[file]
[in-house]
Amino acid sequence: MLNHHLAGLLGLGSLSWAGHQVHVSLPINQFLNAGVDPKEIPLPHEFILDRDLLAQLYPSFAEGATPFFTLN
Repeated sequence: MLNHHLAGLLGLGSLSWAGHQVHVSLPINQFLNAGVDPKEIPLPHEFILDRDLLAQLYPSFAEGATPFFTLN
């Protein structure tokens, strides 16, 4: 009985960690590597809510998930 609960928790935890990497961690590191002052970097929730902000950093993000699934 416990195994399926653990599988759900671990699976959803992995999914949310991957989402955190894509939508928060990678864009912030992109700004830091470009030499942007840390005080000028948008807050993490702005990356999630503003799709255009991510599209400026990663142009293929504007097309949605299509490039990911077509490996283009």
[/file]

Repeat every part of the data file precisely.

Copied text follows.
[in-house]
Amino acid sequence: MLNHHLAGLLGLGSLSWAGHQVHVSLPINQFLNAGVDPKEIPLPHEFILDRDLLAQLYPSFAEGATPFFTLN
Repeated sequence: MLNHHLAGLLGLGSLSWAGHQVHVSLPINQFLNAGVDPKEIPLPHEFILDRDLLAQLYPSFAEGATPFFTLN
């Protein structure tokens, strides 16, 4: 009985960690590597809510998930 609960928790935890990497961690590191002052970097929730902000950093993000699934 416990195994399926653990599988759900671990699976959803992995999914949310991957989402955190894509939508928060990678864009912030992109700004830091470009030499942007840390005080000028948008807050993490702005990356999630503003799709255009991510599209400026990663142009293929504007097309949605299509490039990911077509490996283009």